Along with the Teardrop Explodes's Kilimanjaro and the Psychedelic Furs' self-titled LP, Echo and the Bunnymen's Crocodiles was one of several debut releases in 1980 that ushered in the U.K.'s neopsychedelic movement. Darker and less reliant on typical pop conventions than the work of most of their peers, Crocodiles presented Liverpool's Bunnymen as a truly original and inspired fusion of punk's nihilism and the psychedelic era's open-ended experimentation.
Will Sergeant's innovative guitar sound, slipping seamlessly between sharp, brittle attacks and warm, lush embraces, made a perfect foil for frontman Ian McCulloch's somber vocals and self-conscious, introspective lyrics. With his rich, gloomy voice and cryptic tales of despair and disillusionment, McCulloch recalled influences as disparate as the Doors' Jim Morrison and Joy Division's Ian Curtis on haunting songs such as "Stars Are Stars," "Villiers Terrace," and the apocalyptic "Happy Death Men."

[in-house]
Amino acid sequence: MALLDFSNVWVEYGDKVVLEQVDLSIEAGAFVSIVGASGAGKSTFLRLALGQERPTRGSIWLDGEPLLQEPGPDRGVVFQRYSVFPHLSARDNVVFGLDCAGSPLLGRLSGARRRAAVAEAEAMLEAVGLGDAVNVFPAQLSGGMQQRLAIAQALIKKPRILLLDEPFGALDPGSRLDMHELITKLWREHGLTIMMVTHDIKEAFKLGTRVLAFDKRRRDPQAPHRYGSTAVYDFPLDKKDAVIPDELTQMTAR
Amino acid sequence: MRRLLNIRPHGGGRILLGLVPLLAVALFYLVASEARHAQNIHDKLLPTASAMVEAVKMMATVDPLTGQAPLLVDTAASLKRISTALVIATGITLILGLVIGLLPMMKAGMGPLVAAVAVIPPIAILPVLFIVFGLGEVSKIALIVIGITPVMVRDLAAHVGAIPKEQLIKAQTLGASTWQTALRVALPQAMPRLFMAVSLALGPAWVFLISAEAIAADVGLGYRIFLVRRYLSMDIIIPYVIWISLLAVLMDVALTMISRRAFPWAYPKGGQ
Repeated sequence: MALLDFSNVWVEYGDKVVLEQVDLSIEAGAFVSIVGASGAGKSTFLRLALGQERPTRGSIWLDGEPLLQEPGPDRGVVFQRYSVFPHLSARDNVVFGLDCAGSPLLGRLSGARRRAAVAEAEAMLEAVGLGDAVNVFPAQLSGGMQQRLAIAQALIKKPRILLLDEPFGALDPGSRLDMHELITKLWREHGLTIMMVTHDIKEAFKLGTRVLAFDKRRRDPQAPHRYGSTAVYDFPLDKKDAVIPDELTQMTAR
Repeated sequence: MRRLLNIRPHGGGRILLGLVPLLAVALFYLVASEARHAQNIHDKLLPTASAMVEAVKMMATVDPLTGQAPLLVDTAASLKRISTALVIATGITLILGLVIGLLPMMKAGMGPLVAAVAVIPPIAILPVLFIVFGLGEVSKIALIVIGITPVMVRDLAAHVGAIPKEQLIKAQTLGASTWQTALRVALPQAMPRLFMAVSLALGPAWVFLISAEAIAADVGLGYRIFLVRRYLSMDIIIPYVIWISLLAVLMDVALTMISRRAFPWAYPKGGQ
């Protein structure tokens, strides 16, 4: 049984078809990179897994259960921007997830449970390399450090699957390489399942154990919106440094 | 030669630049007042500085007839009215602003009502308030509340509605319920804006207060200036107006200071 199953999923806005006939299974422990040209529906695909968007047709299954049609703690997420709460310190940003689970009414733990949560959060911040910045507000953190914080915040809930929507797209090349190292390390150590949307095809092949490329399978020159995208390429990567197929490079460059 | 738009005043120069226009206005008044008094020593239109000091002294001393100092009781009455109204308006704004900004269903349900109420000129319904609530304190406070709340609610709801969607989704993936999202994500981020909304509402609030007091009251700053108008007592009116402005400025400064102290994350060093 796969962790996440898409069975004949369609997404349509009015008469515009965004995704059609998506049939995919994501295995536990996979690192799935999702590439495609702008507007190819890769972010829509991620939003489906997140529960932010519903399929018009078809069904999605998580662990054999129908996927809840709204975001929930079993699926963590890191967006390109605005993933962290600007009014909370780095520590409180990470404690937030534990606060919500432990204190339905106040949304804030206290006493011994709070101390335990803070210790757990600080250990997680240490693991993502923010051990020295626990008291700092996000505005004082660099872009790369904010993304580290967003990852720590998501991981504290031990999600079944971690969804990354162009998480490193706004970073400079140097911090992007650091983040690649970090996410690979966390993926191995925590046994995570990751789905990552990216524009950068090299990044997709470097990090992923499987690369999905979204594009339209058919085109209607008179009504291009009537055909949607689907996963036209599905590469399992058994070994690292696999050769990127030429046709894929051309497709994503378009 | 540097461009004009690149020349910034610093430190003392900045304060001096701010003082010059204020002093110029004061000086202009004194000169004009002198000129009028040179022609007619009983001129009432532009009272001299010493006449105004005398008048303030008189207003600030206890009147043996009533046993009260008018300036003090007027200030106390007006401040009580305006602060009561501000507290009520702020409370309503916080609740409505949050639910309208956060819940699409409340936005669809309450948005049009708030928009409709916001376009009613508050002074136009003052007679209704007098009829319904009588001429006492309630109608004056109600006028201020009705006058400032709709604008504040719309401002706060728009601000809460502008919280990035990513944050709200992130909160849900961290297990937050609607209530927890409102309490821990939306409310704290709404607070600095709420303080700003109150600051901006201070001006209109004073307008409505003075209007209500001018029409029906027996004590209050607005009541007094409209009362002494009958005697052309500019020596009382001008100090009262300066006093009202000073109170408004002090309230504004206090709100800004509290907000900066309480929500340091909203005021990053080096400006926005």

However, it's when McCulloch lightens up and the band loosens up that they realize their full potential. "Do It Clean" is a potent three-chord rocker propelled by Pete DeFreitas's dead-on drumming and a frenzied organ courtesy of producer (and Teardrop Explodes keyboardist) David Balfe. "Rescue," the LP's single, is a soulful pure-pop gem that would have been a huge radio hit in an alternate, ultimately more just universe.